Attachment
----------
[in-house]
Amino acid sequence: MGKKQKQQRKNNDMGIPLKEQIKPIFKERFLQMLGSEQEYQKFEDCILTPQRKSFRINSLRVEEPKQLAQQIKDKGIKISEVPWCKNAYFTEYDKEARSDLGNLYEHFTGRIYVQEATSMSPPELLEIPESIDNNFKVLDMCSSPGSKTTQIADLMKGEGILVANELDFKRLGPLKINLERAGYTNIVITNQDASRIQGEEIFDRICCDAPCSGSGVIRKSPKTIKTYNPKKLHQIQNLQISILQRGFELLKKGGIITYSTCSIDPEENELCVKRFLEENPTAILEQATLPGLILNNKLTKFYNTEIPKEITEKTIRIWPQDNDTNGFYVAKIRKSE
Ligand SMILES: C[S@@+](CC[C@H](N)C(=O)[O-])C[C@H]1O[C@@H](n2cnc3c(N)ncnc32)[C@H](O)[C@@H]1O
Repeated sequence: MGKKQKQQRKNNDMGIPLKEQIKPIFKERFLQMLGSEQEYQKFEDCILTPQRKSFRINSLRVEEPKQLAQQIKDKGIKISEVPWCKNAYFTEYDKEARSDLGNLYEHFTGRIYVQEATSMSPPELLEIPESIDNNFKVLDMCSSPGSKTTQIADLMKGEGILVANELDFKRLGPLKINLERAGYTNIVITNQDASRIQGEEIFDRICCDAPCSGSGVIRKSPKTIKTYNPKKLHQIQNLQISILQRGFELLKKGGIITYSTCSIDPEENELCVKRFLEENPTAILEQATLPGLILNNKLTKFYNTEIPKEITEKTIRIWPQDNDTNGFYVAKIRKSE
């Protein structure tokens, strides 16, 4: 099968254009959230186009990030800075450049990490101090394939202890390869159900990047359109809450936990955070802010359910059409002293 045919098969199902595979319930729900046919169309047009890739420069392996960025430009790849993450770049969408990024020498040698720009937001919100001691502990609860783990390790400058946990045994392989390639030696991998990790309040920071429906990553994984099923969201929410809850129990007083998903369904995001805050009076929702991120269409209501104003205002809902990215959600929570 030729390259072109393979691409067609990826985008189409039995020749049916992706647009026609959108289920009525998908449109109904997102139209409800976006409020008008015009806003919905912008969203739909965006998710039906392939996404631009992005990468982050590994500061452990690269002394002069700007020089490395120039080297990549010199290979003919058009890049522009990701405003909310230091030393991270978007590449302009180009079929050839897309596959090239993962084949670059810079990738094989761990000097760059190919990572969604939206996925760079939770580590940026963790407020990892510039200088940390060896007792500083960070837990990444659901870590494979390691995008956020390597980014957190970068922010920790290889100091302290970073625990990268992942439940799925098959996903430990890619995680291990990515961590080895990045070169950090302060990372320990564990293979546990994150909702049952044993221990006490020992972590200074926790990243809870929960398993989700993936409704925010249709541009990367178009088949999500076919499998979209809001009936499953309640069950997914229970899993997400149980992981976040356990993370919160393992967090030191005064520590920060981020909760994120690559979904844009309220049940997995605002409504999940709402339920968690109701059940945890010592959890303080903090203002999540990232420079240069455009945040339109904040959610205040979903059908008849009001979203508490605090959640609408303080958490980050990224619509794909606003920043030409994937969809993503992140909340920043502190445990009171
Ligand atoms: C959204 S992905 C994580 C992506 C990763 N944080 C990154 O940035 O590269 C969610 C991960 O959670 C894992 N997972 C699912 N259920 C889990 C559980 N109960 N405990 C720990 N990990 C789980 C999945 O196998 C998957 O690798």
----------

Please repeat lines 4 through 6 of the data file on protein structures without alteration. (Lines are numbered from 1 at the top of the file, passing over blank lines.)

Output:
Repeated sequence: MGKKQKQQRKNNDMGIPLKEQIKPIFKERFLQMLGSEQEYQKFEDCILTPQRKSFRINSLRVEEPKQLAQQIKDKGIKISEVPWCKNAYFTEYDKEARSDLGNLYEHFTGRIYVQEATSMSPPELLEIPESIDNNFKVLDMCSSPGSKTTQIADLMKGEGILVANELDFKRLGPLKINLERAGYTNIVITNQDASRIQGEEIFDRICCDAPCSGSGVIRKSPKTIKTYNPKKLHQIQNLQISILQRGFELLKKGGIITYSTCSIDPEENELCVKRFLEENPTAILEQATLPGLILNNKLTKFYNTEIPKEITEKTIRIWPQDNDTNGFYVAKIRKSE
């Protein structure tokens, strides 16, 4: 099968254009959230186009990030800075450049990490101090394939202890390869159900990047359109809450936990955070802010359910059409002293 045919098969199902595979319930729900046919169309047009890739420069392996960025430009790849993450770049969408990024020498040698720009937001919100001691502990609860783990390790400058946990045994392989390639030696991998990790309040920071429906990553994984099923969201929410809850129990007083998903369904995001805050009076929702991120269409209501104003205002809902990215959600929570 030729390259072109393979691409067609990826985008189409039995020749049916992706647009026609959108289920009525998908449109109904997102139209409800976006409020008008015009806003919905912008969203739909965006998710039906392939996404631009992005990468982050590994500061452990690269002394002069700007020089490395120039080297990549010199290979003919058009890049522009990701405003909310230091030393991270978007590449302009180009079929050839897309596959090239993962084949670059810079990738094989761990000097760059190919990572969604939206996925760079939770580590940026963790407020990892510039200088940390060896007792500083960070837990990444659901870590494979390691995008956020390597980014957190970068922010920790290889100091302290970073625990990268992942439940799925098959996903430990890619995680291990990515961590080895990045070169950090302060990372320990564990293979546990994150909702049952044993221990006490020992972590200074926790990243809870929960398993989700993936409704925010249709541009990367178009088949999500076919499998979209809001009936499953309640069950997914229970899993997400149980992981976040356990993370919160393992967090030191005064520590920060981020909760994120690559979904844009309220049940997995605002409504999940709402339920968690109701059940945890010592959890303080903090203002999540990232420079240069455009945040339109904040959610205040979903059908008849009001979203508490605090959640609408303080958490980050990224619509794909606003920043030409994937969809993503992140909340920043502190445990009171
Ligand atoms: C959204 S992905 C994580 C992506 C990763 N944080 C990154 O940035 O590269 C969610 C991960 O959670 C894992 N997972 C699912 N259920 C889990 C559980 N109960 N405990 C720990 N990990 C789980 C999945 O196998 C998957 O690798």